There are several other options. Utah gives 5% of the tags to charitable organization that sell the tags to the highest bidder. These raise an exceptional amount of money that is funneled back into Utah wildlife.  The Utah Sportsman Expo ( late Jan early Feb) gives away 200-300 hunting tags at the show. It's a $5 application to put in. But you have to attend the show in person. Plan a ski trip, attend the show and visit with guide and manufactures and take your chances.

There are numerous banquets each winter where organization like Sportman for Fish and Wildlife( SFW) or Muley Foundation have their annual dinner. They raffle off the occasional tag, but they auction off the bulk of their donated tags.  You can often win the auction of a great elk tag for $5000-$8000.  I've seen desert bighorn tags sell for $30,000 and high as $85,000 depend on the ecconomy that year. So come support your favorite group, eat some banquet food and buy a auction tag.  Better yet. buy my ticket to the banquet and I'll bid for you with you on the phone. You won't have to have to travel or hotel food.

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Okay, that's what I was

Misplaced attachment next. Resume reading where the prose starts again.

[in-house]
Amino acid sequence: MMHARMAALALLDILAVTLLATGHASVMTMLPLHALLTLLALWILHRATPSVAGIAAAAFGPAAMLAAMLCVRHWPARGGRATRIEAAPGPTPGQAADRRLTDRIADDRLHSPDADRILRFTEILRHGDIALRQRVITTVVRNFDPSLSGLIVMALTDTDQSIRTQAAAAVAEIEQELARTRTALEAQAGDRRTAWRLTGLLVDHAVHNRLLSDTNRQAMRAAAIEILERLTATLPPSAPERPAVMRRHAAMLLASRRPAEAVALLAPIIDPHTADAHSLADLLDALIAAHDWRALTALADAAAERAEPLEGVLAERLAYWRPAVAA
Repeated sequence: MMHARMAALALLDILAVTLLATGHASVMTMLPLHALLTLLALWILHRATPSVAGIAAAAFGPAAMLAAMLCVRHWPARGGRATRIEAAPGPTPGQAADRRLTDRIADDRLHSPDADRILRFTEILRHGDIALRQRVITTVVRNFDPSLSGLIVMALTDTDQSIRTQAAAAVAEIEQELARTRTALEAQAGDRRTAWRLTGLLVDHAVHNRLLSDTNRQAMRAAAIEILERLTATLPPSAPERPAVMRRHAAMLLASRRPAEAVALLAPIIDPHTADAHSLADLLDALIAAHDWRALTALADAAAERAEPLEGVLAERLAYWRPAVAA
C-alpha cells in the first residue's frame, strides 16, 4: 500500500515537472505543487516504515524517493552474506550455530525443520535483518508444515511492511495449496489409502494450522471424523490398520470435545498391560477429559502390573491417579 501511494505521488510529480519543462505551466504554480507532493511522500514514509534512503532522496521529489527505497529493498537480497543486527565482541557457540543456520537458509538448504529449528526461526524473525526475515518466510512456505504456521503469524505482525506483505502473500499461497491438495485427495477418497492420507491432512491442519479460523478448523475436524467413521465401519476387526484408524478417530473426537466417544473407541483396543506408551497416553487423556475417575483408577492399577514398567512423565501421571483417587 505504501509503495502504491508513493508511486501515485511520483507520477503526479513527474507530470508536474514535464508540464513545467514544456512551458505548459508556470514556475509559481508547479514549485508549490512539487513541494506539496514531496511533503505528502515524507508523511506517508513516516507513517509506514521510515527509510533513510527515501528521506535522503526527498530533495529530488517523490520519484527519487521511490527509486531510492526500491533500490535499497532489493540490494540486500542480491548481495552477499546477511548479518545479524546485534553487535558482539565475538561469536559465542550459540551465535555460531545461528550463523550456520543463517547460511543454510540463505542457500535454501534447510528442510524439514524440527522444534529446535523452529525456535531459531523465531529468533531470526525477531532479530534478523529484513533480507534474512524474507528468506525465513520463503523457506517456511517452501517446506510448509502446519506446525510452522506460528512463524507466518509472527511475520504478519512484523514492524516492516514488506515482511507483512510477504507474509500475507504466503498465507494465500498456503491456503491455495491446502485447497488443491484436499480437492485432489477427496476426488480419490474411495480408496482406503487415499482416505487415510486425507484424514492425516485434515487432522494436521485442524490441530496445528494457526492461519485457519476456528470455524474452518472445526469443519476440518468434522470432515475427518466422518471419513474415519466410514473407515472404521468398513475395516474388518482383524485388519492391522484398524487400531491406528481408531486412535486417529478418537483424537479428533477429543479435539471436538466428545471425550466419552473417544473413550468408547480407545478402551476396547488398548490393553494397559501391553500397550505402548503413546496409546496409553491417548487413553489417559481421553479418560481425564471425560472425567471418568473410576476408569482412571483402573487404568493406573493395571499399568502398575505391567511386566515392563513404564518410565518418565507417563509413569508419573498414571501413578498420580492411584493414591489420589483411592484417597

Okay, that's what I was looking for.  That's alot better than California.  We only give 10% of tags spread across the applicants, the rest with max points.  So, another question, While I wait my 15 years foor that tag, what of the following choices would you do......

1.  Get a tag for the Durango area of Co, which I think the later seasons could be OTC.  And, I am not sure, but I think the later seasons could still be for any bull, so i am not limited to a spike.   Also, if a meat hunt, maybe try Cow.

2.  Get an OTC spike tag for the area in Utah I am talking about?

Both choices have advantages and disadvantages.  I hve been to utah, and not CO.  However, I know at least 2 people whose family has land, or at least hunt elk regularly on public land in SW Colorado. 

 

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Location: Southern NH
Joined: 09/13/2006
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CO

I'm not sure which GMU your talking about in CO but if you go to the DOW website you can find out what hunts are available. CO's rules are different than UT. They usually either have a 4-point restriction or no restriction in CO. The herds are managed a little differently than UT.